Related: Is Permanent Jewelry Worth It? A Busy Mom’s Perspective

My Permanent Jewelry Has Tarnished: What Can I Do?

Waking up to find that your once-shiny permanent jewelry has tarnished can be discouraging, especially when it symbolizes something special, not to mention costing a pretty penny. But don’t worry—tarnish doesn’t spell the end for your permanent pieces. Here are a few things you can do to remedy the situation:

1. Reach Out to Your Jewelry Artist

The first step in addressing tarnish is to contact the artist who welded your jewelry. They’re your best resource for understanding the specifics of your piece, including the type of metal used and its care requirements.

Your artist has hands-on experience with the material and may offer valuable insights into maintaining its luster or even propose solutions for the tarnish. In some cases, if the tarnish results from a quality issue with the chain’s supplier, your artist might offer to correct the issue at no extra cost.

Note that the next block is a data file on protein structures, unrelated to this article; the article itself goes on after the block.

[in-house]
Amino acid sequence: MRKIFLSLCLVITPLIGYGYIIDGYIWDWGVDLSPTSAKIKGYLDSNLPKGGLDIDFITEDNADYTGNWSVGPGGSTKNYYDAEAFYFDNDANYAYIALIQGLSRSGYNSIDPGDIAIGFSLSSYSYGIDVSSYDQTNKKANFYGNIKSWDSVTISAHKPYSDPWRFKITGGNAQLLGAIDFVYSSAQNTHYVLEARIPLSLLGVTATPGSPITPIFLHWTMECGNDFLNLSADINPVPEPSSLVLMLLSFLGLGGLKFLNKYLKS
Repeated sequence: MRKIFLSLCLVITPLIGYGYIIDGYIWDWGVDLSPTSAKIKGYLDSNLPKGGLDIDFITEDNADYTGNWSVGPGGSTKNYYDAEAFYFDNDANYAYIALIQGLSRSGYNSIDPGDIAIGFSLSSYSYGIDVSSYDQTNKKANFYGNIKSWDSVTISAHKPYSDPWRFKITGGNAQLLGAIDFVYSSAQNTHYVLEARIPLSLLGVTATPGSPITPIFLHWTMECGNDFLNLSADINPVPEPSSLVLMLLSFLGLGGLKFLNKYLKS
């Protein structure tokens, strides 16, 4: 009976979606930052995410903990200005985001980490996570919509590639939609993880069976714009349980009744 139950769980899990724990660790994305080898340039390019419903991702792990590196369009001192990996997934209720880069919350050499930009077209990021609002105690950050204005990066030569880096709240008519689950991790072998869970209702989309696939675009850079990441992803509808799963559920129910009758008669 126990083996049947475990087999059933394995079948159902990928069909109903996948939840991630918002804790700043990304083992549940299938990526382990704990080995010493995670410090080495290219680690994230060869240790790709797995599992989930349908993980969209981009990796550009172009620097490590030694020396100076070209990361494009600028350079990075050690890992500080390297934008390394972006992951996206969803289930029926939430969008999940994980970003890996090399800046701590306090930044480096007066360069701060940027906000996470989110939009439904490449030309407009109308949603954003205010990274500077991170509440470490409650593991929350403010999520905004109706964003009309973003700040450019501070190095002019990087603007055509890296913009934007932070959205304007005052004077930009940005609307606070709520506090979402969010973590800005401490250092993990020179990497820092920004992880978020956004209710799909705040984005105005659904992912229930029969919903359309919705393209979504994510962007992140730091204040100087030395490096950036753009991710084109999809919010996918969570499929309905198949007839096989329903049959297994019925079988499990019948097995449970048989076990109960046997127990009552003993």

Related: How to Start a Permanent Jewelry Business

2. Clean Your Jewelry

Often, the simplest solution to tarnish is a thorough cleaning. Before you start, it’s essential to determine the metal type in order to choose the most suitable cleaning method. For most metals, a gentle wash with warm soapy water and a soft-bristled brush can work wonders. Ensure to dry it thoroughly afterward.

  • Gold and Gold Filled: Mix a bit of mild dish soap with warm water. Soak your jewelry for a few minutes, then gently scrub with a soft-bristled brush. Rinse under warm water and dry with a soft cloth.
  • Sterling Silver: Use a special silver polish cloth or make a paste with baking soda and water. Apply gently with a soft cloth, rinse, and dry.
  • Stainless Steel: Soapy water and a soft cloth can do the trick.

3. Acquire Professional Cleaning

If home methods don’t restore the shine to your permanent jewelry, consider seeking a professional cleaning service. Jewelry professionals have the tools and expertise to remove tarnish without damaging your piece. This option is particularly advisable for delicate designs or precious metals like gold and sterling silver.

Make sure to check with the professional beforehand, as they may not agree to clean jewelry that cannot be removed from your person. Some permanent jewelry artists offer this service, since they are familiar with the nuances of cleaning jewelry while it is still welded.